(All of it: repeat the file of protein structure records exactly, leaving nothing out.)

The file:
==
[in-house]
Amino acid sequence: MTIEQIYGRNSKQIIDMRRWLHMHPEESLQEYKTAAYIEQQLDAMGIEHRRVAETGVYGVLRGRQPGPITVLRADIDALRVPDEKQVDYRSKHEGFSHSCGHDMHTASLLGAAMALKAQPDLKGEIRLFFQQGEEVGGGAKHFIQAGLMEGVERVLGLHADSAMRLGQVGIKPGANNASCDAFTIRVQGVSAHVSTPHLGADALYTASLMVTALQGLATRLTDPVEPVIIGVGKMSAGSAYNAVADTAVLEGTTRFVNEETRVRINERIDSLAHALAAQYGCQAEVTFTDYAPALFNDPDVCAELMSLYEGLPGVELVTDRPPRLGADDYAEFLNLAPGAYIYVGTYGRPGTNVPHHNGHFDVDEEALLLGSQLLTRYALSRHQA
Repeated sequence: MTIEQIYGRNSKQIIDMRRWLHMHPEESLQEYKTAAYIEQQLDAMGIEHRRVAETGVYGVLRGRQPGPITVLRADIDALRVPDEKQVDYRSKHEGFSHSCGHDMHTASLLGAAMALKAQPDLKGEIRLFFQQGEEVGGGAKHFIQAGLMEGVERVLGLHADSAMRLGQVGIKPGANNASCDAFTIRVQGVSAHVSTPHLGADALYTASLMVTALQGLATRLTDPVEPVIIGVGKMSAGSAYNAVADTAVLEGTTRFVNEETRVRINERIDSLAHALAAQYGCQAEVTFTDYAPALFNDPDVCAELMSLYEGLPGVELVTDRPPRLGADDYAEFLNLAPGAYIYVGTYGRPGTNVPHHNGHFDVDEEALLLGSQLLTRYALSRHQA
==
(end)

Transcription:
[in-house]
Amino acid sequence: MTIEQIYGRNSKQIIDMRRWLHMHPEESLQEYKTAAYIEQQLDAMGIEHRRVAETGVYGVLRGRQPGPITVLRADIDALRVPDEKQVDYRSKHEGFSHSCGHDMHTASLLGAAMALKAQPDLKGEIRLFFQQGEEVGGGAKHFIQAGLMEGVERVLGLHADSAMRLGQVGIKPGANNASCDAFTIRVQGVSAHVSTPHLGADALYTASLMVTALQGLATRLTDPVEPVIIGVGKMSAGSAYNAVADTAVLEGTTRFVNEETRVRINERIDSLAHALAAQYGCQAEVTFTDYAPALFNDPDVCAELMSLYEGLPGVELVTDRPPRLGADDYAEFLNLAPGAYIYVGTYGRPGTNVPHHNGHFDVDEEALLLGSQLLTRYALSRHQA
Repeated sequence: MTIEQIYGRNSKQIIDMRRWLHMHPEESLQEYKTAAYIEQQLDAMGIEHRRVAETGVYGVLRGRQPGPITVLRADIDALRVPDEKQVDYRSKHEGFSHSCGHDMHTASLLGAAMALKAQPDLKGEIRLFFQQGEEVGGGAKHFIQAGLMEGVERVLGLHADSAMRLGQVGIKPGANNASCDAFTIRVQGVSAHVSTPHLGADALYTASLMVTALQGLATRLTDPVEPVIIGVGKMSAGSAYNAVADTAVLEGTTRFVNEETRVRINERIDSLAHALAAQYGCQAEVTFTDYAPALFNDPDVCAELMSLYEGLPGVELVTDRPPRLGADDYAEFLNLAPGAYIYVGTYGRPGTNVPHHNGHFDVDEEALLLGSQLLTRYALSRHQA